Remembrance Day is changing as the veterans of the First and Second World Wars, and the Korean War, pass away. More attention is being paid to current and more controversial conflicts, such as Afghanistan.
Remembrance Day was first marked within the British Commonwealth (which included Canada) on November 11, 1919, at 11 a.m. to commemorate the end of the First World War upon the German signing of the Armistice and to remember those in the armed forces who gave their lives.
Back then, the majority of the people killed in wars were soldiers. Today it is civilians who pay the highest price. In Afghanistan, fewer than 3,000 foreign troops have been killed in a conflict that has claimed between 14,000 and 18,000 civilian lives.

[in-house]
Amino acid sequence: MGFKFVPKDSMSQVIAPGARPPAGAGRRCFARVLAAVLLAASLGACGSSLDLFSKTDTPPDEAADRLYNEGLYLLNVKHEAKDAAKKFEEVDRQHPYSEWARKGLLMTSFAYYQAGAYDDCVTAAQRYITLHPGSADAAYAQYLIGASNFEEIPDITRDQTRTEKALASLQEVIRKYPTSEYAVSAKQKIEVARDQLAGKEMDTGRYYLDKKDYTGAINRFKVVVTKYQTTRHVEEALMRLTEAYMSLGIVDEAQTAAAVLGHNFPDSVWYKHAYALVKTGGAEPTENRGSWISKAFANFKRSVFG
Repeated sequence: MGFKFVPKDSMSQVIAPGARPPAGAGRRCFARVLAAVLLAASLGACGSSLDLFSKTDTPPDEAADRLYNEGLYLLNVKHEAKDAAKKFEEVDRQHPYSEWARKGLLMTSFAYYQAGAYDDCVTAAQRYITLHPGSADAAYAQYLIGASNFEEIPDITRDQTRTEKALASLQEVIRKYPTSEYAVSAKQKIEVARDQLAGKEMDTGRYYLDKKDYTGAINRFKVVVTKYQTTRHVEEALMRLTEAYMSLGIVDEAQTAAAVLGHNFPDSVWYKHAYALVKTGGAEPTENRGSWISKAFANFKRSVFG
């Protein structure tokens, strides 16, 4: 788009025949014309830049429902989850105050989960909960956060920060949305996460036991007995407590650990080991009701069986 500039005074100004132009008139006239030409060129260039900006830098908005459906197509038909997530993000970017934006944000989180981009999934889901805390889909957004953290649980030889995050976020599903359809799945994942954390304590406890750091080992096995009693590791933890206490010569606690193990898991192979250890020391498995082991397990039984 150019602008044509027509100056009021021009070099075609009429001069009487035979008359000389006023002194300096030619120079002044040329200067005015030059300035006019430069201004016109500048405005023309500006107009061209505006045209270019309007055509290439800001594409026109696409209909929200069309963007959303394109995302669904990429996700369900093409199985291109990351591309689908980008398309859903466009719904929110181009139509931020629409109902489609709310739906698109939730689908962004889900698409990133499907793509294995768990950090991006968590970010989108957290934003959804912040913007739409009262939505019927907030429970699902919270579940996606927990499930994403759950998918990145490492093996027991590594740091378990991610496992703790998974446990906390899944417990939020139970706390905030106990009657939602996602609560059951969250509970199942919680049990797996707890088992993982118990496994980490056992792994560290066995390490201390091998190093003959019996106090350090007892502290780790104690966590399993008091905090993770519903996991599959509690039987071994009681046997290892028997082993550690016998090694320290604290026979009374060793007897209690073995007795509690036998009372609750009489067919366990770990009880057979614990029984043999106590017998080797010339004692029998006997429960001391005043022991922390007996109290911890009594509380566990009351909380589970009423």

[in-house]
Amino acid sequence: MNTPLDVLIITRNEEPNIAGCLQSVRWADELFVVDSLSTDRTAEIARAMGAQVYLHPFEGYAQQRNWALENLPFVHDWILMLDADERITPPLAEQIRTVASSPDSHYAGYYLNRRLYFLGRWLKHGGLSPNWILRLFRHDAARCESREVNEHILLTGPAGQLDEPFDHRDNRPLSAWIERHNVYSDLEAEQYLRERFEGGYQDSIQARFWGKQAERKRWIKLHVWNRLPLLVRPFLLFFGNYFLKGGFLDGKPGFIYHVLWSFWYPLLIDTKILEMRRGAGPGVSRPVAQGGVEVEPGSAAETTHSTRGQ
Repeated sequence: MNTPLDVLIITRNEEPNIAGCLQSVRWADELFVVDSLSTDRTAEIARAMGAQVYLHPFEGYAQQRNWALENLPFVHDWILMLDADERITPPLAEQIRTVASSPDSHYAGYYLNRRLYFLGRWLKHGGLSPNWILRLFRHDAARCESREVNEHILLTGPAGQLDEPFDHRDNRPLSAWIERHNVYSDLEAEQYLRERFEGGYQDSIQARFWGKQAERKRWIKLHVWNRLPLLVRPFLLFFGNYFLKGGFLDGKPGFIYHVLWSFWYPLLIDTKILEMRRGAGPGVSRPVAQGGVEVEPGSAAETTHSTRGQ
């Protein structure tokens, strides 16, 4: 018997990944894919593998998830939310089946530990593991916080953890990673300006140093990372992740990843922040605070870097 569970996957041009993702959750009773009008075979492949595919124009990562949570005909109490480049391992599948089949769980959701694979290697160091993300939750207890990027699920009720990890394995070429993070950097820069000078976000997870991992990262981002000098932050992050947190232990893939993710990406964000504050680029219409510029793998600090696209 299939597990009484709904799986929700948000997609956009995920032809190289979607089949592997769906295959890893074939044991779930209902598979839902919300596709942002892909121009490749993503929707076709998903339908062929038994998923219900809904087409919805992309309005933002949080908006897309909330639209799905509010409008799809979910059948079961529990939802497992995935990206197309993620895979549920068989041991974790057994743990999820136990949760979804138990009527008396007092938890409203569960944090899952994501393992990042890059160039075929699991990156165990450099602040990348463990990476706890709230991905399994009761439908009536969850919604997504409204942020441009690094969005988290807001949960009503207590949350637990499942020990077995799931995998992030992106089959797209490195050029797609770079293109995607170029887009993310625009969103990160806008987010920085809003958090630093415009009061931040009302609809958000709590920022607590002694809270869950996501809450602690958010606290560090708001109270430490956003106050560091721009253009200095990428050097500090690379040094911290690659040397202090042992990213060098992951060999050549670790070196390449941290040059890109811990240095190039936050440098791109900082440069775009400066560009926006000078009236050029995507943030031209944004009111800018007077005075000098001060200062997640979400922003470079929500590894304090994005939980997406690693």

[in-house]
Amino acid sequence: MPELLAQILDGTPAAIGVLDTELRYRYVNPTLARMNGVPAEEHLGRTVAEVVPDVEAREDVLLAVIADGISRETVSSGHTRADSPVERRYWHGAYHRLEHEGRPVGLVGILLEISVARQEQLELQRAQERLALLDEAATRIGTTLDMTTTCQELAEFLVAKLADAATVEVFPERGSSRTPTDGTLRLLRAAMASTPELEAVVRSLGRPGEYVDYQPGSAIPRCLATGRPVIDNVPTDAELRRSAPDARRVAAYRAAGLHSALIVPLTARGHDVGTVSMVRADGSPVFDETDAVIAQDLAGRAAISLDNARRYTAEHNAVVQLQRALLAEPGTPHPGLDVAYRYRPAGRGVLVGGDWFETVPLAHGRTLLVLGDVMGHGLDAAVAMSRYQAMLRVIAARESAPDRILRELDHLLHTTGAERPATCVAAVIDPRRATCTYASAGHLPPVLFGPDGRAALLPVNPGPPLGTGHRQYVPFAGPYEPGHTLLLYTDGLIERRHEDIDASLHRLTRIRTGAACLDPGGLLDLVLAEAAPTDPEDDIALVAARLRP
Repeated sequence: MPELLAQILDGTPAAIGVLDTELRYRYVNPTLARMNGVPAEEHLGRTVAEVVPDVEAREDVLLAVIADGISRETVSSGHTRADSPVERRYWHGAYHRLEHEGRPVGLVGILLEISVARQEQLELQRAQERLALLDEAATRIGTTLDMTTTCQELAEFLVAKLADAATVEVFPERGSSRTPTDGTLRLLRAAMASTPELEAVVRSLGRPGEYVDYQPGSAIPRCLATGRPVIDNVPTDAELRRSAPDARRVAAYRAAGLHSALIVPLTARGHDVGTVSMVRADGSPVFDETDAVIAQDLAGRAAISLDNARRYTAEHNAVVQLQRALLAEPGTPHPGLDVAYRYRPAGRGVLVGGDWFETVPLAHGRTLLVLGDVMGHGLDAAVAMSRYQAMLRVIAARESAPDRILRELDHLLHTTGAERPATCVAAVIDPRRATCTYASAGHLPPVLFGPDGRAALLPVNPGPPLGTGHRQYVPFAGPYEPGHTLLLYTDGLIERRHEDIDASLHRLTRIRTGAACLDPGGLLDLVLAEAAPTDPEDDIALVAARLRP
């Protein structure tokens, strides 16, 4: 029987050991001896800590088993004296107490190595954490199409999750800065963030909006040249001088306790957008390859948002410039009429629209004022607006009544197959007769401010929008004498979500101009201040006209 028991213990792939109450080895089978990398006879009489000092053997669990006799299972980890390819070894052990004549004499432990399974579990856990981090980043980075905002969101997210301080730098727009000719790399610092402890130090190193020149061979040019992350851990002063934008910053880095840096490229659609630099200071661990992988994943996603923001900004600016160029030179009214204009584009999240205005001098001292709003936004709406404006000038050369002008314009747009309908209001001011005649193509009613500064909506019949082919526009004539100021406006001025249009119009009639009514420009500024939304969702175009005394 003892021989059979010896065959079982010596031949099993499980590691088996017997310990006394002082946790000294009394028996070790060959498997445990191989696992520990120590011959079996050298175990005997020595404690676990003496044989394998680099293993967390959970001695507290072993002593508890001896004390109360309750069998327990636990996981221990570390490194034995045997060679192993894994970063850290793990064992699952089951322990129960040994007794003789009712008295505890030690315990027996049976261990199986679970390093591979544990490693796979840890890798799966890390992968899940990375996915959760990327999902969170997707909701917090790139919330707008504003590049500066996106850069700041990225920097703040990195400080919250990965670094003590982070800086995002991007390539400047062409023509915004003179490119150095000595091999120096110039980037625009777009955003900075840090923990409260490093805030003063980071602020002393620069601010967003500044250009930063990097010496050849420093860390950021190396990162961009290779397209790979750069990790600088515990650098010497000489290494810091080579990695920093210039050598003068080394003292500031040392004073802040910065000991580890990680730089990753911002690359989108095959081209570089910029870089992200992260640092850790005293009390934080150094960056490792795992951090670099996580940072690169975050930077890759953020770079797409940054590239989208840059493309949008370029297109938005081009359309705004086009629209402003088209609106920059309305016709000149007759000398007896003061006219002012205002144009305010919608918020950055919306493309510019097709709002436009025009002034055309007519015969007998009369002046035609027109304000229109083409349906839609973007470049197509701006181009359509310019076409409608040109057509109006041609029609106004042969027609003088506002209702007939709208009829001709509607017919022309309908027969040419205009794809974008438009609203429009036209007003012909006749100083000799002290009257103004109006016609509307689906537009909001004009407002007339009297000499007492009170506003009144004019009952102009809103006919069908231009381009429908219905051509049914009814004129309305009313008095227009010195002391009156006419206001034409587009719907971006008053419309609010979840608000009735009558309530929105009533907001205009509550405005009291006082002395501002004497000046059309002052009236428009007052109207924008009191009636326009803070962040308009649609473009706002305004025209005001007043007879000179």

But in many of the speeches made by Conservative government officials at this time of year, the focus is on commemorating wars, rather than trying to prevent war itself.
For instance, Prime Minister Harper freely connects the battles of the past, such as Vimy Ridge, with the war in Afghanistan.
This is leaving many to wonder why we gather together each November 11. Is it to mourn the soldiers killed, or to adulate them? Do we lament war, or commemorate it?
What do you think? Leave your response below.